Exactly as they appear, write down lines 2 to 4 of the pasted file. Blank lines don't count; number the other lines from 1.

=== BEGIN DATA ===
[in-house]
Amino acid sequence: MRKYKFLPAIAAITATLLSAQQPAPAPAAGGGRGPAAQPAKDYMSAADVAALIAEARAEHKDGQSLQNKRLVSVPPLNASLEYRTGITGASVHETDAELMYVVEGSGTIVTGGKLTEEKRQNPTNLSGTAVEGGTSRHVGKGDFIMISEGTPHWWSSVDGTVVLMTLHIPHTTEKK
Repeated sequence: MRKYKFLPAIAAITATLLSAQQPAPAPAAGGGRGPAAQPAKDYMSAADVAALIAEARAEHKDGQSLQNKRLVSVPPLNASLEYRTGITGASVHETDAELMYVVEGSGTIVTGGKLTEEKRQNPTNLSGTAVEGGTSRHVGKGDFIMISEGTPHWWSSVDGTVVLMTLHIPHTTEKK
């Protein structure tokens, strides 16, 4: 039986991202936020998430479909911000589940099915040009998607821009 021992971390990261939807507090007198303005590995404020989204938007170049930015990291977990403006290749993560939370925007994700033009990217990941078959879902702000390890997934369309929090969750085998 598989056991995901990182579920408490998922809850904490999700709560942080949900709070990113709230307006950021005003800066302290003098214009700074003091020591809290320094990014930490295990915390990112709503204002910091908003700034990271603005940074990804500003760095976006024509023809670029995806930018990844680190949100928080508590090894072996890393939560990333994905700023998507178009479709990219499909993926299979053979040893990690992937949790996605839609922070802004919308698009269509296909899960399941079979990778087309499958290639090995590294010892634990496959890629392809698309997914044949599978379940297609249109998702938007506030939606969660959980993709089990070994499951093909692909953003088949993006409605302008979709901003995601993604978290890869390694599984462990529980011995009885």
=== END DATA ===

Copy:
Amino acid sequence: MRKYKFLPAIAAITATLLSAQQPAPAPAAGGGRGPAAQPAKDYMSAADVAALIAEARAEHKDGQSLQNKRLVSVPPLNASLEYRTGITGASVHETDAELMYVVEGSGTIVTGGKLTEEKRQNPTNLSGTAVEGGTSRHVGKGDFIMISEGTPHWWSSVDGTVVLMTLHIPHTTEKK
Repeated sequence: MRKYKFLPAIAAITATLLSAQQPAPAPAAGGGRGPAAQPAKDYMSAADVAALIAEARAEHKDGQSLQNKRLVSVPPLNASLEYRTGITGASVHETDAELMYVVEGSGTIVTGGKLTEEKRQNPTNLSGTAVEGGTSRHVGKGDFIMISEGTPHWWSSVDGTVVLMTLHIPHTTEKK
């Protein structure tokens, strides 16, 4: 039986991202936020998430479909911000589940099915040009998607821009 021992971390990261939807507090007198303005590995404020989204938007170049930015990291977990403006290749993560939370925007994700033009990217990941078959879902702000390890997934369309929090969750085998 598989056991995901990182579920408490998922809850904490999700709560942080949900709070990113709230307006950021005003800066302290003098214009700074003091020591809290320094990014930490295990915390990112709503204002910091908003700034990271603005940074990804500003760095976006024509023809670029995806930018990844680190949100928080508590090894072996890393939560990333994905700023998507178009479709990219499909993926299979053979040893990690992937949790996605839609922070802004919308698009269509296909899960399941079979990778087309499958290639090995590294010892634990496959890629392809698309997914044949599978379940297609249109998702938007506030939606969660959980993709089990070994499951093909692909953003088949993006409605302008979709901003995601993604978290890869390694599984462990529980011995009885």